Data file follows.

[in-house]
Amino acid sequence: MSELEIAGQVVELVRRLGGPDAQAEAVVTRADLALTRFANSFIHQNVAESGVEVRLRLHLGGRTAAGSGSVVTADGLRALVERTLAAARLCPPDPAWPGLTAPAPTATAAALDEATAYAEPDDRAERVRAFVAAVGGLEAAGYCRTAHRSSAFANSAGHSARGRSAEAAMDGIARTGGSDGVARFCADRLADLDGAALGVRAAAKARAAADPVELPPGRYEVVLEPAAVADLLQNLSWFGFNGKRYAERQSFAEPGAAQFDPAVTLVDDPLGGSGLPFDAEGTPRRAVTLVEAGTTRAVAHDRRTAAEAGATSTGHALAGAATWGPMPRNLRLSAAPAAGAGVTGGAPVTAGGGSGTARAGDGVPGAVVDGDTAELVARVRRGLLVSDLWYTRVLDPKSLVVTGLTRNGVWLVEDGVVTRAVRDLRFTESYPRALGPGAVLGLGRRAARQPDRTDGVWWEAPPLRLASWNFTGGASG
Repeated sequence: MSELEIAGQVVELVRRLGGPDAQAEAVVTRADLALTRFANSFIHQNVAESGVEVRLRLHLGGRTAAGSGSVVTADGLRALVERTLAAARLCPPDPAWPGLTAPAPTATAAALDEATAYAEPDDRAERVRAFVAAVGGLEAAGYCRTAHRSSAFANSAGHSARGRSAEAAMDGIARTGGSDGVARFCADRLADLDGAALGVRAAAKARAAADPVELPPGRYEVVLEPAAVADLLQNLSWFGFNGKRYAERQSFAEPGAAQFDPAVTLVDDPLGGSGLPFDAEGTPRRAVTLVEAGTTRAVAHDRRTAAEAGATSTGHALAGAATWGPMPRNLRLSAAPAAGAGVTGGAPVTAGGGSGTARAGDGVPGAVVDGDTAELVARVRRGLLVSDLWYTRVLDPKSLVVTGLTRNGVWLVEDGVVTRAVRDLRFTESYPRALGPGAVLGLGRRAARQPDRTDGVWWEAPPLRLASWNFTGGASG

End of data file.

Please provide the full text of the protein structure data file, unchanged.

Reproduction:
[in-house]
Amino acid sequence: MSELEIAGQVVELVRRLGGPDAQAEAVVTRADLALTRFANSFIHQNVAESGVEVRLRLHLGGRTAAGSGSVVTADGLRALVERTLAAARLCPPDPAWPGLTAPAPTATAAALDEATAYAEPDDRAERVRAFVAAVGGLEAAGYCRTAHRSSAFANSAGHSARGRSAEAAMDGIARTGGSDGVARFCADRLADLDGAALGVRAAAKARAAADPVELPPGRYEVVLEPAAVADLLQNLSWFGFNGKRYAERQSFAEPGAAQFDPAVTLVDDPLGGSGLPFDAEGTPRRAVTLVEAGTTRAVAHDRRTAAEAGATSTGHALAGAATWGPMPRNLRLSAAPAAGAGVTGGAPVTAGGGSGTARAGDGVPGAVVDGDTAELVARVRRGLLVSDLWYTRVLDPKSLVVTGLTRNGVWLVEDGVVTRAVRDLRFTESYPRALGPGAVLGLGRRAARQPDRTDGVWWEAPPLRLASWNFTGGASG
Repeated sequence: MSELEIAGQVVELVRRLGGPDAQAEAVVTRADLALTRFANSFIHQNVAESGVEVRLRLHLGGRTAAGSGSVVTADGLRALVERTLAAARLCPPDPAWPGLTAPAPTATAAALDEATAYAEPDDRAERVRAFVAAVGGLEAAGYCRTAHRSSAFANSAGHSARGRSAEAAMDGIARTGGSDGVARFCADRLADLDGAALGVRAAAKARAAADPVELPPGRYEVVLEPAAVADLLQNLSWFGFNGKRYAERQSFAEPGAAQFDPAVTLVDDPLGGSGLPFDAEGTPRRAVTLVEAGTTRAVAHDRRTAAEAGATSTGHALAGAATWGPMPRNLRLSAAPAAGAGVTGGAPVTAGGGSGTARAGDGVPGAVVDGDTAELVARVRRGLLVSDLWYTRVLDPKSLVVTGLTRNGVWLVEDGVVTRAVRDLRFTESYPRALGPGAVLGLGRRAARQPDRTDGVWWEAPPLRLASWNFTGGASG